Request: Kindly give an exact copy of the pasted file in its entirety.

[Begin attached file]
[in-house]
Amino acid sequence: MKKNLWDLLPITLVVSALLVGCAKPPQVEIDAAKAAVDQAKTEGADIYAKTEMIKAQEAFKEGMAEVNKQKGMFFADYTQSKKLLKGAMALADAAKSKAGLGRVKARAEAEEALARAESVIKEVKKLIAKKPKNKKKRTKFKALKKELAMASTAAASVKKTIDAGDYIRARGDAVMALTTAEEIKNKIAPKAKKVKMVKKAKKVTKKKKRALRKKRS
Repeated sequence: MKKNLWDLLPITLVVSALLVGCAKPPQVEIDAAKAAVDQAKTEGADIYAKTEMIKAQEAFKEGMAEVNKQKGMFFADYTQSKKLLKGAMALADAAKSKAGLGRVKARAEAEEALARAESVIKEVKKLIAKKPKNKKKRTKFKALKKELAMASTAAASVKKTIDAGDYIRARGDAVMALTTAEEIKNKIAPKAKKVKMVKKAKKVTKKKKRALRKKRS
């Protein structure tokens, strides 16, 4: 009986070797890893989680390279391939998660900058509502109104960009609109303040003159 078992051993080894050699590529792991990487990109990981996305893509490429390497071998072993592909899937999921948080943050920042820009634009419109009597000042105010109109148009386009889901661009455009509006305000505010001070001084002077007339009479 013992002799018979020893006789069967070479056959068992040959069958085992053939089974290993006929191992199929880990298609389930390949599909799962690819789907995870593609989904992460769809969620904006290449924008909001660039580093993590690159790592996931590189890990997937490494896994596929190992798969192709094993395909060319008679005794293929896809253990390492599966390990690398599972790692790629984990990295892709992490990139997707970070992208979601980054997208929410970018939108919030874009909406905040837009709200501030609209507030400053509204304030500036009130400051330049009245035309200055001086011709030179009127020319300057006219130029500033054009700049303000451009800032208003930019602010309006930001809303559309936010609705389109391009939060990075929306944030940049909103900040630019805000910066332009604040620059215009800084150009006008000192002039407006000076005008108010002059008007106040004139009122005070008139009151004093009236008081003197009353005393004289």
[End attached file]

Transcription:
[in-house]
Amino acid sequence: MKKNLWDLLPITLVVSALLVGCAKPPQVEIDAAKAAVDQAKTEGADIYAKTEMIKAQEAFKEGMAEVNKQKGMFFADYTQSKKLLKGAMALADAAKSKAGLGRVKARAEAEEALARAESVIKEVKKLIAKKPKNKKKRTKFKALKKELAMASTAAASVKKTIDAGDYIRARGDAVMALTTAEEIKNKIAPKAKKVKMVKKAKKVTKKKKRALRKKRS
Repeated sequence: MKKNLWDLLPITLVVSALLVGCAKPPQVEIDAAKAAVDQAKTEGADIYAKTEMIKAQEAFKEGMAEVNKQKGMFFADYTQSKKLLKGAMALADAAKSKAGLGRVKARAEAEEALARAESVIKEVKKLIAKKPKNKKKRTKFKALKKELAMASTAAASVKKTIDAGDYIRARGDAVMALTTAEEIKNKIAPKAKKVKMVKKAKKVTKKKKRALRKKRS
């Protein structure tokens, strides 16, 4: 009986070797890893989680390279391939998660900058509502109104960009609109303040003159 078992051993080894050699590529792991990487990109990981996305893509490429390497071998072993592909899937999921948080943050920042820009634009419109009597000042105010109109148009386009889901661009455009509006305000505010001070001084002077007339009479 013992002799018979020893006789069967070479056959068992040959069958085992053939089974290993006929191992199929880990298609389930390949599909799962690819789907995870593609989904992460769809969620904006290449924008909001660039580093993590690159790592996931590189890990997937490494896994596929190992798969192709094993395909060319008679005794293929896809253990390492599966390990690398599972790692790629984990990295892709992490990139997707970070992208979601980054997208929410970018939108919030874009909406905040837009709200501030609209507030400053509204304030500036009130400051330049009245035309200055001086011709030179009127020319300057006219130029500033054009700049303000451009800032208003930019602010309006930001809303559309936010609705389109391009939060990075929306944030940049909103900040630019805000910066332009604040620059215009800084150009006008000192002039407006000076005008108010002059008007106040004139009122005070008139009151004093009236008081003197009353005393004289």